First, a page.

If you’re a teen or young adult driver, your rates may drop every year until you turn 25, assuming you drive safely and don’t have any accidents or violations. But after that, your rates won’t have a reason to decrease, and your premium will be determined by all the same factors that go into calculating rates for other drivers.
According to the Centers for Disease Control and Prevention (CDC), 2,333 teenagers between 16 to 19 were killed in motor vehicle accidents in 2014, while 221,313 were injured. Young drivers’ reputation for speeding, lack of experience, plus activities like texting while driving and drunk driving mean an insurance company is apt to keep your rates on the higher side until you at least reach your mid-20s.
Beyond that, the type of car you drive always plays a role in your insurance rates, no matter how old you are. If you’re 25, have been driving the same car since high school and have few-to-no claims attached to it, your insurance rates are likely to drop.
But if you landed a lucrative gig out of college and used your hard-earned cash to buy a newer, nicer ride, your premiums will reflect the change (and value) of the vehicle.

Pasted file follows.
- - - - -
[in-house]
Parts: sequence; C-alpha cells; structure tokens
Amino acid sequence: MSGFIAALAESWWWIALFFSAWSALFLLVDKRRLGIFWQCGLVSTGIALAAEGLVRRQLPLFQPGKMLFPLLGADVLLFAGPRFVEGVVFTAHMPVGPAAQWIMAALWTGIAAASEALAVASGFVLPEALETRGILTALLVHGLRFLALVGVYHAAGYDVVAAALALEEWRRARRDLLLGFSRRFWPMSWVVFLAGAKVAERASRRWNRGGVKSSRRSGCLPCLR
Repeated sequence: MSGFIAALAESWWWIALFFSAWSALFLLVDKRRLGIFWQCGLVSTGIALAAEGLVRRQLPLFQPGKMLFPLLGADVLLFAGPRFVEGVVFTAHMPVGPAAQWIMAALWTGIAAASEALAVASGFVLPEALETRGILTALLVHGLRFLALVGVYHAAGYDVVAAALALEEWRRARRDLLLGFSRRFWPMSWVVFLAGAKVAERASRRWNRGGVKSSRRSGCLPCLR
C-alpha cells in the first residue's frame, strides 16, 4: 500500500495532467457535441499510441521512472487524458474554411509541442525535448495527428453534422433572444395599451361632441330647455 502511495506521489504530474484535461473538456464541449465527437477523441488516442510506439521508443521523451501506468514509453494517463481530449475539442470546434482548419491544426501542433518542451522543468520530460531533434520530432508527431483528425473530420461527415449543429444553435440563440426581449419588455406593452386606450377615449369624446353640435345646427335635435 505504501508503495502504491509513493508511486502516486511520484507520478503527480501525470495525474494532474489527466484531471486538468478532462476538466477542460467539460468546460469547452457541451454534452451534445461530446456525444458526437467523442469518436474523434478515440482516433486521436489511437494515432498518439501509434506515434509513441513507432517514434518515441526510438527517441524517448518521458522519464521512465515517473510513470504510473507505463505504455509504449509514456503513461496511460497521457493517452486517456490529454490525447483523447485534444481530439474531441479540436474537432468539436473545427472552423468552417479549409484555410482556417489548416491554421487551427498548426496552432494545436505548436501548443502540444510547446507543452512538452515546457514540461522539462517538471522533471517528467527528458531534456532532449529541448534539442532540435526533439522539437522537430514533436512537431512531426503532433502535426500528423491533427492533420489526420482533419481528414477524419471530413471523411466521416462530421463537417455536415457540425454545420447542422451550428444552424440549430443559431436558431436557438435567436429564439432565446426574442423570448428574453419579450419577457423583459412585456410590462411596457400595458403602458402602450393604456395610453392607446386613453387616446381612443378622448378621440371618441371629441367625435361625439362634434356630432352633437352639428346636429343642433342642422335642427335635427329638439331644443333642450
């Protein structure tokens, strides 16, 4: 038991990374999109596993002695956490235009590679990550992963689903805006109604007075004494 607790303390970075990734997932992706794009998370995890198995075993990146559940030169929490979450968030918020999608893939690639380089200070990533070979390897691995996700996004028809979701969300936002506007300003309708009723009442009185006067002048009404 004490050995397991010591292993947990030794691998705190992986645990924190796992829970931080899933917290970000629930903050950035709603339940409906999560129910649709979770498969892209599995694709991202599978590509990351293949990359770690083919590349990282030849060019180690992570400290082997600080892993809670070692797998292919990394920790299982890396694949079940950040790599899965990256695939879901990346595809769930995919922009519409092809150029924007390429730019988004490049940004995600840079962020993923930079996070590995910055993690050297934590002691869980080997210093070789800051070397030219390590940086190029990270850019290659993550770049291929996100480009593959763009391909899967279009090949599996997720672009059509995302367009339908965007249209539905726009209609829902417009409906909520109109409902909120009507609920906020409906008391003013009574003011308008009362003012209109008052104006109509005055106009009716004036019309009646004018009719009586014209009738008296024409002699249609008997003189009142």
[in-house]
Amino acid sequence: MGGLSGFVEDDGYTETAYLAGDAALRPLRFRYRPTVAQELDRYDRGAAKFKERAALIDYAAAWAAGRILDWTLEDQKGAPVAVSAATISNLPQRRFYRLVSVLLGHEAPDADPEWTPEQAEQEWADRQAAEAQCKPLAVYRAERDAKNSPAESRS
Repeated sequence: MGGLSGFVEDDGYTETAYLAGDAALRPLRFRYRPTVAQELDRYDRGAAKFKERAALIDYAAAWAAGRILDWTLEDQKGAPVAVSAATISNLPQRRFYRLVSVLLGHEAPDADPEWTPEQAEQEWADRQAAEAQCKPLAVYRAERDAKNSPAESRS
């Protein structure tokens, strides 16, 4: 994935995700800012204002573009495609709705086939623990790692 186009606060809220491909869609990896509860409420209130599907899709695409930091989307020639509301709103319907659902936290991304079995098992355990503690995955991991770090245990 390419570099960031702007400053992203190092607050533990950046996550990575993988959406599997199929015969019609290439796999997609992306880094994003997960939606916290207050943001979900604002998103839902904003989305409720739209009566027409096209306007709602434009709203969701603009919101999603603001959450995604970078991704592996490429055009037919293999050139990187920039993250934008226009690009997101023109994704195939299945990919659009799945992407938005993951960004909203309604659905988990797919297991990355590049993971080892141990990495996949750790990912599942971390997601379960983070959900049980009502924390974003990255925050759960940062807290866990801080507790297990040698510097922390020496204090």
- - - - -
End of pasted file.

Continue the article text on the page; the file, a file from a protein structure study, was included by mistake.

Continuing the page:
“If a driver at age 25 buys a sports car, they are probably not going to have a better rate than when they were previously driving a sedan,” Wright says.
And the make and model of car you drive aren’t the only things that affect your car insurance premiums: Your driving record, credit score, ZIP code and coverage amounts will also determine how much you’ll pay for car insurance.
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While young drivers do tend to pay more for car insurance, that isn’t the only factor that goes into your premiums, as we explained above.
That makes it hard to predict how much your car insurance will decrease as you approach the age of 25. And some drivers won’t see any decrease at all, if they fall into the following categories:
Inexperienced drivers. If you’re an older driver who’s just learning to drive, your inexperience will likely lead to high premiums despite your age. A 25-year-old driver who just got their license a year ago is still considered inexperienced and will likely pay higher premiums than a 25-year-old who got their permit at 15 and has been driving for nearly a decade.